Other Features

Customer data management: GSLE v3.14 gives labs’ customers increased ability to organize their chromatograms, fragment analysis files and microarray files as needed. Data files can be edited, relabeled, moved or deleted. Projects and folders can be created, modified or deleted to aid in data organization.

Application Programming Interface (Onsite Installations Only)

SQL-API: As automation and system integration needs increase, requirements for supporting programmatic data entry become more important. GSLE has continued to expand the self-documenting Application Programming Interface (API). We have also added an SQL API that can be used to create custom reports that are accessed via a wget style unix command.

Input API enhancements: The Input API now returns success IDs and CGI parameter names have been eliminated. The full documentation can be reviewed by contacting support@geospiza.com for the GSLE SQL API Manual or the GSLE Input API Manual. 

Next Generation Analysis Transfer Tool (Hosted Partners Only)

Simplified data transfers: A data transfer interface has been added to connect GSLE and GeneSifter Analysis Edition (GSAE). Partner Program administrators use the interface to select data files in GSLE and transfer them to their customer’s account in GSAE.

Schema Table update note

There was an update to an existing schema table;  the column "Plate_Label" is now in table om_sample_plate instead of om_order.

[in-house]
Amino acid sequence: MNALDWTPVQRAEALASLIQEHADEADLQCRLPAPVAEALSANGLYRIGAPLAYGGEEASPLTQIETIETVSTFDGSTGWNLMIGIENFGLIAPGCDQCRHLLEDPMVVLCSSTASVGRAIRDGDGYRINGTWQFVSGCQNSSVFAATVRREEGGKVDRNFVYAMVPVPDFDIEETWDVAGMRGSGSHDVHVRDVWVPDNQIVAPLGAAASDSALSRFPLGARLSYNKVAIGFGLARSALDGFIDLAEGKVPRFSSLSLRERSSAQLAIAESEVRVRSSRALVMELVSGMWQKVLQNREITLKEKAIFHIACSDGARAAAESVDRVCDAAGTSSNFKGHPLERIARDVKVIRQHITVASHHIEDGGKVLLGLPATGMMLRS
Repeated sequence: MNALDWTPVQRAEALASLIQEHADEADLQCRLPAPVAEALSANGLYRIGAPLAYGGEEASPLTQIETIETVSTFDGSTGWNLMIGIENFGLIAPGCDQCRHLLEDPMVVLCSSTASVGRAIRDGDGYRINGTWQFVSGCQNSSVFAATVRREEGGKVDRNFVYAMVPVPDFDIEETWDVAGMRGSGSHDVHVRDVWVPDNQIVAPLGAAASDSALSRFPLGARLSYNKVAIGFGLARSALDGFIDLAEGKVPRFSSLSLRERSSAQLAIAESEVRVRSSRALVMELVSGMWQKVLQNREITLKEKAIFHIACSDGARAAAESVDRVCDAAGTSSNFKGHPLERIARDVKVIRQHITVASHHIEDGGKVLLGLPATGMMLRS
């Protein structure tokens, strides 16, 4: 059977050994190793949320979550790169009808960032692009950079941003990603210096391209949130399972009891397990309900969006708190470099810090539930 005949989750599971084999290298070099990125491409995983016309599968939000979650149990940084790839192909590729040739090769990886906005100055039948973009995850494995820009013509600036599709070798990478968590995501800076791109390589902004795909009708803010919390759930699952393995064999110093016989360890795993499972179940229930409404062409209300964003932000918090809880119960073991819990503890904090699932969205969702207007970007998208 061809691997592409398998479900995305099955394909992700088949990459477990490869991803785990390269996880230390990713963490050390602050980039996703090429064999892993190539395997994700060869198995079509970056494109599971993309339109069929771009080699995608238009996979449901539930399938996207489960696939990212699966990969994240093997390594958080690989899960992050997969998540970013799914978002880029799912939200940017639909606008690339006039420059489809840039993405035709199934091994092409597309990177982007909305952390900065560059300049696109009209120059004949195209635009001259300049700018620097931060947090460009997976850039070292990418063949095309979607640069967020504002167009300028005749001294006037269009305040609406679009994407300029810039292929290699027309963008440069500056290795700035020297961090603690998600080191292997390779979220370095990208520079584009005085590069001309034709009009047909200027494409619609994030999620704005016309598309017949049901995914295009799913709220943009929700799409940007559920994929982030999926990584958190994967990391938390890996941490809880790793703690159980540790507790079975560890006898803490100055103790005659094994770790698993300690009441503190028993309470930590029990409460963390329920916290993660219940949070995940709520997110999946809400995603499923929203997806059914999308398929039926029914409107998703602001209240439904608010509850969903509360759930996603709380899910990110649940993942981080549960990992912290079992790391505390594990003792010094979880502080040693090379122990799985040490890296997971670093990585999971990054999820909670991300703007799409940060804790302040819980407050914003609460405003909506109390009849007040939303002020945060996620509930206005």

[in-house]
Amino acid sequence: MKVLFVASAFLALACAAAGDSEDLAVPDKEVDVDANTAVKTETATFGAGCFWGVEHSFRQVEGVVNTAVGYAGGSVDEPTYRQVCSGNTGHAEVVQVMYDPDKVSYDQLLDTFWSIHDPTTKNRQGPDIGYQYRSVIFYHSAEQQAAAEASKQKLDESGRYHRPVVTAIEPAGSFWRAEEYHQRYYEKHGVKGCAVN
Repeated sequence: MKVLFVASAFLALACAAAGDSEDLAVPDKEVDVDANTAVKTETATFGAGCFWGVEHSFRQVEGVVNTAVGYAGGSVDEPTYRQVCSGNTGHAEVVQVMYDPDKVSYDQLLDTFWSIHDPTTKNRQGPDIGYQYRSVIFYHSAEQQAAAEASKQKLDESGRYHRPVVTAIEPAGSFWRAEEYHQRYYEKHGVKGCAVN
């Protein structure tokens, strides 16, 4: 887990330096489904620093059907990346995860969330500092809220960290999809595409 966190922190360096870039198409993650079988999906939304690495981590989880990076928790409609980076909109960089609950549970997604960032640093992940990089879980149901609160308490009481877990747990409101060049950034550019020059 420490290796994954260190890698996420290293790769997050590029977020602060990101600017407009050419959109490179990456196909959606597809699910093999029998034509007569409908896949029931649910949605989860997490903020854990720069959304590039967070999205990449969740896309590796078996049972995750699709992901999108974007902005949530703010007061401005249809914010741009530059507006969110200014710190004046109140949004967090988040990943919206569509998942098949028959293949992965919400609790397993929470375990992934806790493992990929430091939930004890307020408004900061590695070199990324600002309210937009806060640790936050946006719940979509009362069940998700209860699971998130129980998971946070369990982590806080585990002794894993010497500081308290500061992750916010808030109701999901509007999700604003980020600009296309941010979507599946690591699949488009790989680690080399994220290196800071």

Wednesday, February 17, 2010

Standardizing the Next Generation of Bioinformatics Software Development With BioHDF (HDF5)

AGBT is next week, and well be there presenting a poster on our latest and greatest work with HDF5 and BioHDF tools. For those of you attending, check out the poster. For those unable to attend, check back later for the "Bloginar."


Next Generation Sequencing technologies are powerful tools for rapidly sequencing genomes and studying functional genomics. However, the lack of scalable data analysis capabilities limits their potential. Future bioinformatics applications need to be developed on common standard infrastructures that can reduce overall data storage, increase data processing performance, integrate information from multiple sources and are self-describing. HDF technologies meet all of these requirements, have a long history, and are widely used in data-intensive science communities. They consist of general data file formats, software libraries and tools for manipulating the data. Compared to emerging standards such as the SAM/BAM formats, HDF5-based systems demonstrate improved I/O performance and methods to reduce data storage. HDF5 is also more extensible and can support multiple data indexes and store multiple data types. For these reasons, HDF5 and its BioHDF implementation are well qualified as standards for implementing data models in binary formats to support the next generation of bioinformatics applications.